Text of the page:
San Francisco Unveils WalkFirst to Help Reduce Pedestrian Collisions
A number of key city departments today launched the community outreach program for WalkFirst, a joint project of the San Francisco Municipal Transportation Agency (SFMTA), the San Francisco Planning Department, the Department of Public Health and the Controller’s Office. WalkFirst builds on past city efforts to improve pedestrian safety and walkability by prioritizing five years of capital improvements to meet the city’s Pedestrian Strategy goals that the Mayor announced in April to make San Francisco a safer place to walk.
“San Francisco is one of the most walkable cities in the world. By participating in WalkFirst, residents have the opportunity to help us make our streets safer for pedestrians by engaging with us and making recommendations,” said Mayor Edwin M. Lee. “Everyone is a pedestrian at some point, and their safety remains our highest priority.”
WalkFirst is a data driven process that will review existing City crash data, collect community feedback, document findings, analyze risk factors that cause collisions and study which safety measures are most cost effective at reducing pedestrian injuries and fatalities. This effort will address neighborhood injury inequities and includes improving walking conditions for children, seniors and people with disabilities.
To read more about WalkFirst and to use the online interactive features, visit http://walkfirst.sfplanning.org. These features allow site visitors to recommend pedestrian safety funding priorities, view various categories of collision data on a city map, learn more about traffic safety solutions by examining the costs and benefits of various safety tools, and see a summary of the funding priority recommendations of their fellow participants.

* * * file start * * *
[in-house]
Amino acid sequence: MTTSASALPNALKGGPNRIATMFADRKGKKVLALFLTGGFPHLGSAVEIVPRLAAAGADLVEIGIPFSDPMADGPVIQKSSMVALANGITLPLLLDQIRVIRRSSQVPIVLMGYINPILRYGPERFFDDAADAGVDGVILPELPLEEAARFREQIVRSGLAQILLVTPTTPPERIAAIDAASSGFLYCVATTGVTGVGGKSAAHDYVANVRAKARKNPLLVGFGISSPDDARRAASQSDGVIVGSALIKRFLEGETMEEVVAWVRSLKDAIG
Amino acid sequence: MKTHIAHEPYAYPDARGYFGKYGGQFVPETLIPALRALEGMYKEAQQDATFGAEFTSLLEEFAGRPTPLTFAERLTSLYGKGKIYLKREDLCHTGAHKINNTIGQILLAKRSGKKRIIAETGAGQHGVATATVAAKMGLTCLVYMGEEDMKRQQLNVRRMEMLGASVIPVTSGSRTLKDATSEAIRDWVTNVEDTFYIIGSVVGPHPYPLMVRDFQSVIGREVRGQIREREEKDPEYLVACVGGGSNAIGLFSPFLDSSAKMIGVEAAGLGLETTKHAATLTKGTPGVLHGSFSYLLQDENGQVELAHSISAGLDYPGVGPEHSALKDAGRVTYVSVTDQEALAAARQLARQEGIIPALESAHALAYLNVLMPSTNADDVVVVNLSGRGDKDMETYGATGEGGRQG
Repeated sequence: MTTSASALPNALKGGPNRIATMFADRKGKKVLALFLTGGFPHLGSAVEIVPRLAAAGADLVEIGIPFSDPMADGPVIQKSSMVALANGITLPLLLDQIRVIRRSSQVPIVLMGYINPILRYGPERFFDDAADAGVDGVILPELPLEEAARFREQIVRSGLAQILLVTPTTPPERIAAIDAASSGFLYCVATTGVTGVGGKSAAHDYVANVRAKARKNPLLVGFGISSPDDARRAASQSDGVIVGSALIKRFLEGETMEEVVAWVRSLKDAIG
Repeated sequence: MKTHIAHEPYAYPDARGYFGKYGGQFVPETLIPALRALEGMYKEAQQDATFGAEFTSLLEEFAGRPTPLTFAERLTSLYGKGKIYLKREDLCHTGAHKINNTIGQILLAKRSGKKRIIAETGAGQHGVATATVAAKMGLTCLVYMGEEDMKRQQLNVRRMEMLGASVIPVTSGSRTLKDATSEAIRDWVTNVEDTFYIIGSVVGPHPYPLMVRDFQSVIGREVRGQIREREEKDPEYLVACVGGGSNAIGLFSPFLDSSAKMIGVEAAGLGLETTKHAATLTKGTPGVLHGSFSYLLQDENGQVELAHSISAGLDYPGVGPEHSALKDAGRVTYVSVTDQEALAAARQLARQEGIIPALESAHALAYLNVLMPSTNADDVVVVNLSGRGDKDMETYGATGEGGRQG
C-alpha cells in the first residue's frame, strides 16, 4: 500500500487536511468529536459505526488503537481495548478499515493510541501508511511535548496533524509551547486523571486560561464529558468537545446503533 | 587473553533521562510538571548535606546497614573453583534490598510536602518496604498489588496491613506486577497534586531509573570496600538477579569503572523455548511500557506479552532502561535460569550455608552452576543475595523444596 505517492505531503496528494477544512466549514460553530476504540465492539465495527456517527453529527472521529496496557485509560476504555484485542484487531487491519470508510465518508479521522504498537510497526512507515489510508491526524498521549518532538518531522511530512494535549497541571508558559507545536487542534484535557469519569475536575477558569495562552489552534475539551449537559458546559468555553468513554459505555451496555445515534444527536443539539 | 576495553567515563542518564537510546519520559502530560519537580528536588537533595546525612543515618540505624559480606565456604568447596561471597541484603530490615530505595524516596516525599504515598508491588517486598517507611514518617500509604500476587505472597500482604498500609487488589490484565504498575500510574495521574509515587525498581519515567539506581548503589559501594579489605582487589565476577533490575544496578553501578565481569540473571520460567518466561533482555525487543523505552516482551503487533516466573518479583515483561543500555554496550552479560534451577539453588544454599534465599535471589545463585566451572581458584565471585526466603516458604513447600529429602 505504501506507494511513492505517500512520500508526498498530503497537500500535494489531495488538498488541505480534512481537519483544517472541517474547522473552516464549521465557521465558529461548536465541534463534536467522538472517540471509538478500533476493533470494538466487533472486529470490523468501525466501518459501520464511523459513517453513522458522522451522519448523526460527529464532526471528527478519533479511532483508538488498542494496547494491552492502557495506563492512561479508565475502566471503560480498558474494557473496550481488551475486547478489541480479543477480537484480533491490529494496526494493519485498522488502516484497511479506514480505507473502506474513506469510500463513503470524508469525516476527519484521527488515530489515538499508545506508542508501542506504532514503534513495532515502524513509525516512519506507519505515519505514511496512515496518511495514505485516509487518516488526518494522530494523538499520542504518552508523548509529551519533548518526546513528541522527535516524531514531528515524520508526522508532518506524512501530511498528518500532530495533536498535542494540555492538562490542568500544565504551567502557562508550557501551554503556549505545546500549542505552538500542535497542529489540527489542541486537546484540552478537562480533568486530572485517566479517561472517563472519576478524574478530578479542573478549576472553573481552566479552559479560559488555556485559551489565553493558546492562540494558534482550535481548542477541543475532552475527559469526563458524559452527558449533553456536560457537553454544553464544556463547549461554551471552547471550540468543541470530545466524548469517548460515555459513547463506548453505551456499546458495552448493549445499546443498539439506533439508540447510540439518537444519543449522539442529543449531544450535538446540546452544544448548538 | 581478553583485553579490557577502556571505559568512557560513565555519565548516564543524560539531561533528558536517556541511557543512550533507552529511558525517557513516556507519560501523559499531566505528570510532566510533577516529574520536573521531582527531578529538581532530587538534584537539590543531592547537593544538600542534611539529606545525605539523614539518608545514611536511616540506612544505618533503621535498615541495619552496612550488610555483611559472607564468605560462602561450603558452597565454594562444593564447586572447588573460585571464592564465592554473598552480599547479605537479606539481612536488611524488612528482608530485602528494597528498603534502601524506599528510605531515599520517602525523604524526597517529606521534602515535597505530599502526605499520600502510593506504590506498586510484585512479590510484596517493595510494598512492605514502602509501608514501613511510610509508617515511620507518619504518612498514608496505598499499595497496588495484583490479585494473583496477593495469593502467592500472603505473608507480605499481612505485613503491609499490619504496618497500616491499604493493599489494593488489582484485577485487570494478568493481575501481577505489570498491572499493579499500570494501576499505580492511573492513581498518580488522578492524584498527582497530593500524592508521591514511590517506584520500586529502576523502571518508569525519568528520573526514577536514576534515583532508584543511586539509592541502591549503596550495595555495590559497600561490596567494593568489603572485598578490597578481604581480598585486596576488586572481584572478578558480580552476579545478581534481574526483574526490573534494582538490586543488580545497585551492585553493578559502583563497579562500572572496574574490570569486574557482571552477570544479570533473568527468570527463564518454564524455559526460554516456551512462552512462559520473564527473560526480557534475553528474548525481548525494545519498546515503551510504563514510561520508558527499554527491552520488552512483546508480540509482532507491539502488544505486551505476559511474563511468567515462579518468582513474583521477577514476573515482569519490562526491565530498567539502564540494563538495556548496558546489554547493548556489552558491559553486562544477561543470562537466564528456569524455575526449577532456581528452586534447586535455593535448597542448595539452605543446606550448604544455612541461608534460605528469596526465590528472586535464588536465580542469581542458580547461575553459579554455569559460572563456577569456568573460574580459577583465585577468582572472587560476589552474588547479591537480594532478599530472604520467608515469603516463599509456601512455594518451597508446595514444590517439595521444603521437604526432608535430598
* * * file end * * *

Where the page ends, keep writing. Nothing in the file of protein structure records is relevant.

“WalkFirst is an important step in helping to make our streets safer for pedestrians,” said Ed Reiskin, SFMTA Director of Transportation. “By combining rigorous technical analysis with significant community outreach, we will target our investments in the communities that need them the most.”
"We are excited about the Mayor’s commitment to pedestrian safety and encourage people to share their vision for a more walkable San Francisco through WalkFirst. This project marks an important milestone towards advancing pedestrian safety in our city, and we want to make sure the public’s voice is heard,” said Nicole Schneider, Executive Director of Walk San Francisco.
Pedestrians are the most vulnerable road users— accounting for half of all San Francisco traffic fatalities. On average, 100 people are severely injured or killed in traffic collisions every year in San Francisco. San Francisco’s Pedestrian Strategy focuses on actionable recommendations to reduce serious or fatal pedestrian injuries by 25 percent by 2016 and by 50 percent by 2021. To meet these goals, the city will be investing $17 million over the next five years.
The Pedestrian Strategy represents an unprecedented level of city coordination on pedestrian safety with key actions that include:
- Upgrading 70 miles of streets where injuries are most concentrated, 5 miles per year through 2021;
- Giving pedestrians extra crossing time at 800 intersections citywide, at least 160 annually;
- Improving safety around schools and senior centers with high pedestrian injury; and
- Targeting police enforcement efforts on the City’s high-injury corridors and intersections.